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Abstract

In 1992, the U.S. Departments of Defense and Education created a new high school program aimed at encouraging at-risk youth to remain in school until graduation. The program is a marriage of the defense-sponsored Junior Reserve Officers’s Training Corps (JROTC) program and a comprehensive high school reform initiative referred to as career academies. This report focuses on an examination of the effects of the JROTC Career Academy program on student outcomes, including grades, attendance, and graduation. The authors found that grade-point averages for the JROTC Career Academy students were significantly higher than would have been expected if they had been in the standard academic program in six of ten cases. The differences in grade-point averages were generally substantial, with most in the range of one-quarter to one-half grade point. In seven of ten cases, absenteeism for the JROTC Career Academy students was significantly lower than what would have been expected if they had been enrolled in the standard academic program. These differences were dramatic, with absenteeism less than half of what would have been expected in a majority of cases. The major motivational factor that students in focus groups mentioned was the nurturing environment the JROTC Career Academy afforded them.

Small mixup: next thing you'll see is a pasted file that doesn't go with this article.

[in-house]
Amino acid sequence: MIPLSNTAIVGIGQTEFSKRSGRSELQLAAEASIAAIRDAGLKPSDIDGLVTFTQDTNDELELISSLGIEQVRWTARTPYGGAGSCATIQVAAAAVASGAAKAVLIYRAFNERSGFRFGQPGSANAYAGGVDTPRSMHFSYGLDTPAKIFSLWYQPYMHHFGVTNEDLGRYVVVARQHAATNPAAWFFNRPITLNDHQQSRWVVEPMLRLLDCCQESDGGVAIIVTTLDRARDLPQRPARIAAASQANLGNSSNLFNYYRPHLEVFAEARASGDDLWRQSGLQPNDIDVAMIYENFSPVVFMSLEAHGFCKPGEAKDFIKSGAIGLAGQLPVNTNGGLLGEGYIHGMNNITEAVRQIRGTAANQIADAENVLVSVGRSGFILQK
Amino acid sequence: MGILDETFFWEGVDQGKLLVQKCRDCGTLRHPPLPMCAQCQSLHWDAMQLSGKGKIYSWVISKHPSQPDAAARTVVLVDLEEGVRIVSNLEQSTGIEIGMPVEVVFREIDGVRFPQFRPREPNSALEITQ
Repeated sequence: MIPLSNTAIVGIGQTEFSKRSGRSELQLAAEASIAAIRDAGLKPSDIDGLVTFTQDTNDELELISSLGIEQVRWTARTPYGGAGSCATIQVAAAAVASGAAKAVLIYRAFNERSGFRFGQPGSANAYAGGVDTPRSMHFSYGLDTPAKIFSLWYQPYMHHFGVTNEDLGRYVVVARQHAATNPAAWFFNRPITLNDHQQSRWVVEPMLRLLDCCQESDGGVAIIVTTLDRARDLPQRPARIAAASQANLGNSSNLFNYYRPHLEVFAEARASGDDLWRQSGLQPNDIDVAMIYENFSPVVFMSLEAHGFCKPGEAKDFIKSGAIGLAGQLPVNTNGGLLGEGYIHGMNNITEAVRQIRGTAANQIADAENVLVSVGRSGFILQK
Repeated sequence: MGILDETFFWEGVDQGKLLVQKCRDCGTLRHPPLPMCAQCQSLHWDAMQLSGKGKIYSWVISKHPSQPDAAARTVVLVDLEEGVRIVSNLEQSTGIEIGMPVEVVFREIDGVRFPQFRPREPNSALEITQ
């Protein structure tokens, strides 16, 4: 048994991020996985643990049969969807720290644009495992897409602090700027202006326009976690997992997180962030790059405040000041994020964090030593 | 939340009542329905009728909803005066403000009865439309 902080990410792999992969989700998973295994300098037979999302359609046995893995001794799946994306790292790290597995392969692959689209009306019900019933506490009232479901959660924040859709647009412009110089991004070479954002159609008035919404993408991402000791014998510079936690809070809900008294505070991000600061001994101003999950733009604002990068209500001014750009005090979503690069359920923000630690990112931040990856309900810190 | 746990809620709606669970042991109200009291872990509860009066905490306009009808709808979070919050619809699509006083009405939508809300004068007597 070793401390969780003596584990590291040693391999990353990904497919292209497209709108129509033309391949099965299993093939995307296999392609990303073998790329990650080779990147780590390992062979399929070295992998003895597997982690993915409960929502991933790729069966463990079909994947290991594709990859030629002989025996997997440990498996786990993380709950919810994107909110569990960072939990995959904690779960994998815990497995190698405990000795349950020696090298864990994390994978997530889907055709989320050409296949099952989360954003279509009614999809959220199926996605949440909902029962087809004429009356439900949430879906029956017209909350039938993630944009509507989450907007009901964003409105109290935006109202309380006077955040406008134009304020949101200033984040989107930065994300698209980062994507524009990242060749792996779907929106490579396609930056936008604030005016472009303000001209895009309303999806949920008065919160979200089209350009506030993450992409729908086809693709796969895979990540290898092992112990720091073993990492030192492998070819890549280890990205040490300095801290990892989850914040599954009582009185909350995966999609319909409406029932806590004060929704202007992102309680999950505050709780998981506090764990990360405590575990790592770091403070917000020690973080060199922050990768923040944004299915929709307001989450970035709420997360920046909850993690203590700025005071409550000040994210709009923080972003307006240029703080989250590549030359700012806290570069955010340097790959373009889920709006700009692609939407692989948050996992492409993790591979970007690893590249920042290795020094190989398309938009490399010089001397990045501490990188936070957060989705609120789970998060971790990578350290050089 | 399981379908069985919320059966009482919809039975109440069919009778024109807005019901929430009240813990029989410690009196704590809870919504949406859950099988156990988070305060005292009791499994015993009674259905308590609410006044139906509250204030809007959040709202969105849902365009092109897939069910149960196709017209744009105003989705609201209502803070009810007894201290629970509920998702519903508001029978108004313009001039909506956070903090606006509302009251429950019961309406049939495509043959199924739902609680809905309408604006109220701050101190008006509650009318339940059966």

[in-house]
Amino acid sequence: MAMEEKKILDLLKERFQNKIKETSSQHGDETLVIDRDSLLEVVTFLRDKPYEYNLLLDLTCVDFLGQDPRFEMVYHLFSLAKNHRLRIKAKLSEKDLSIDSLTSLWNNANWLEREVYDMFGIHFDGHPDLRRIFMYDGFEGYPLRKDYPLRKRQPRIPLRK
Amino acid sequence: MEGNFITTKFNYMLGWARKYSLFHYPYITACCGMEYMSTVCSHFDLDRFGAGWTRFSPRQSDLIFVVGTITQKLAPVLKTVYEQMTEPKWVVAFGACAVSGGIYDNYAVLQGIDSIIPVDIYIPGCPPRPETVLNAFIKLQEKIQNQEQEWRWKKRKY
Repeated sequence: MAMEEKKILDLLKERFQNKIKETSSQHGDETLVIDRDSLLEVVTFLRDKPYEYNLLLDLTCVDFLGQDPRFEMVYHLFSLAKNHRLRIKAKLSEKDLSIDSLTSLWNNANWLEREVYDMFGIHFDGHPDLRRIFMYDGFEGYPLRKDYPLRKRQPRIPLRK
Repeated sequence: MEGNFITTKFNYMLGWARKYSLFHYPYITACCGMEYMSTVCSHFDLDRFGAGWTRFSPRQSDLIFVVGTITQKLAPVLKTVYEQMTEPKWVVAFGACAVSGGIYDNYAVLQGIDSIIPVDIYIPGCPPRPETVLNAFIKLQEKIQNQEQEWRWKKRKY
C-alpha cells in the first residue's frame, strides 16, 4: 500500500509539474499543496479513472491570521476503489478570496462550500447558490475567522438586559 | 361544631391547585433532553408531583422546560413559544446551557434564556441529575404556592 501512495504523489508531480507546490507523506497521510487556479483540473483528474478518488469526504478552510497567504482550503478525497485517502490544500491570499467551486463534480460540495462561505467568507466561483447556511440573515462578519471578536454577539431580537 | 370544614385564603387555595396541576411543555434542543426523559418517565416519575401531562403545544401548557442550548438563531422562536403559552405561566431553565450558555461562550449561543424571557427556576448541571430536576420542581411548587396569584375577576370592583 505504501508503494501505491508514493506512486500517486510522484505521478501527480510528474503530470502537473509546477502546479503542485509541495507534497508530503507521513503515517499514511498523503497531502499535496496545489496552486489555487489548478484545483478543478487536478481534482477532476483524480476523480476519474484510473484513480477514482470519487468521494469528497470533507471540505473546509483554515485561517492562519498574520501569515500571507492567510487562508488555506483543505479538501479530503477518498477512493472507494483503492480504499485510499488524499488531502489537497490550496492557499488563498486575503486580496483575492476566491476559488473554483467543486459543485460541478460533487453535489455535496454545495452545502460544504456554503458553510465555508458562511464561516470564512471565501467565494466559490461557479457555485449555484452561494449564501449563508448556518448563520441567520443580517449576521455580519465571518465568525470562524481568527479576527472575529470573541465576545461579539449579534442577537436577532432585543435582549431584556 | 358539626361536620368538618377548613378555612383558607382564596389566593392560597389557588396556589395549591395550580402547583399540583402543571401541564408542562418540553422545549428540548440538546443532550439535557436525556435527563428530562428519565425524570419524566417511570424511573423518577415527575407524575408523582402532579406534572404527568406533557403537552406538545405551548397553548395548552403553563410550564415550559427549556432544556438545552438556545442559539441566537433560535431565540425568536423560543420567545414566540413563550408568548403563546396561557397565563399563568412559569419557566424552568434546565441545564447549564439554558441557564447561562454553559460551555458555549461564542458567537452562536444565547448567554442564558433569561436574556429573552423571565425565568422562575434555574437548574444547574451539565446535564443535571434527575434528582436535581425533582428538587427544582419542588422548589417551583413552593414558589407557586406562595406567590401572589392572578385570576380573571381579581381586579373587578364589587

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The study was under the auspices of RAND's National Security Research Division.

This report is part of the RAND Corporation monograph report series. The monograph/report was a product of the RAND Corporation from 1993 to 2003. RAND monograph/reports presented major research findings that addressed the challenges facing the public and private sectors. They included executive summaries, technical documentation, and synthesis pieces.

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